Former News International chief executive Rebekah Brooks spoke of her embarrassment today at turning down the exclusive story on the MPs' expenses scandal.
Brooks, 45, told the phone hacking trial at the Old Bailey that "in terms of errors of judgment" it was "quite high on my list".
She also described being summoned to Downing Street over information leaked by a public official about Saddam Hussein's plot to launch an anthrax attack on Britain.
Former Sun editor Brooks said her news team approached her about the MPs expenses "fraud" in spring 2009 - a month before the Daily Telegraph broke the story.
She said: "My news team came to me to tell me they had heard the unredacted information, to do with MPs' expenses - for want of a better word, fraud - could be available.
"It was going to cost quite a lot of money.
"In terms of errors of judgment, probably quite high on my list.
"I thought about it for too long.
"Days would go by and I thought, 'absolutely go for it', then I would change my mind.
"I drove my news team crazy with my indecision.
"I should have gone ahead.
"At the time I remember it being an incredibly high price."
Brooks, of Churchill, Oxfordshire, said the Telegraph did a "brilliant job" with the story.
She added: "It was quite embarrassing we didn't get it."
Brooks, who denies conspiring to hack phones, conspiring to commit misconduct in public office and conspiring to cover up evidence to pervert the course of justice, went into the witness box for her sixth day of evidence.
Brooks told the court that she authorised a payment to a public official for leaked information about a plan by former Iraqi dictator Saddam to smuggle anthrax into the UK for possible attacks.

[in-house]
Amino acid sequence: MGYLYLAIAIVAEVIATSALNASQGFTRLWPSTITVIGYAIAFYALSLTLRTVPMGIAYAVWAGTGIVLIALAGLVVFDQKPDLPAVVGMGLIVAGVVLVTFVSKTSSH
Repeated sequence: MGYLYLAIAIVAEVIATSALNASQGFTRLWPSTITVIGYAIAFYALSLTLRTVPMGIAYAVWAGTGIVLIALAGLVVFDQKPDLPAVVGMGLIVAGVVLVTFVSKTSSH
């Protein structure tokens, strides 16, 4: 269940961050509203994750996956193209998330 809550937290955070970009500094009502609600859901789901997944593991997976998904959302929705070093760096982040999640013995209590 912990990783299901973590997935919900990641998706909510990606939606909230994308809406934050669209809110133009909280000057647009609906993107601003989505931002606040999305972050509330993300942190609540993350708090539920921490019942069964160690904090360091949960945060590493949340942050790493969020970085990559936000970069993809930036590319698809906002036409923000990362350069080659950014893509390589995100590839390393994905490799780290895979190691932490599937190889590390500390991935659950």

She told the court she was deputy editor of the Sun in 1998 when the newsroom was contacted by someone alleging a "cover-up" by the security services over the alleged terror plot.
"It was very quickly brought to my attention this was a public official and he was asking for money for information," she said.
Brooks said that, after discussions with senior journalists about the validity of the information, she authorised a journalist to "enter into an agreement with the public official if the story turned out to be true".
"In the overwhelming public interest, this was absolutely the case," she said.
Brooks said she was called to a meeting at Downing Street with representatives from MI5, MI6 and GCHQ before the story had been published.
"They tried to encourage us not to publish," she said.
"It was a very brief discussion.
"The public had a right to know."
Brooks said she agreed not to publish information which would endanger the lives of any operatives in the field.
"When I got back I authorised money to go to the public official," she said.
The Sun ran the story and a chief petty officer was subsequently prosecuted for leaking the information after his identity was revealed, the court heard.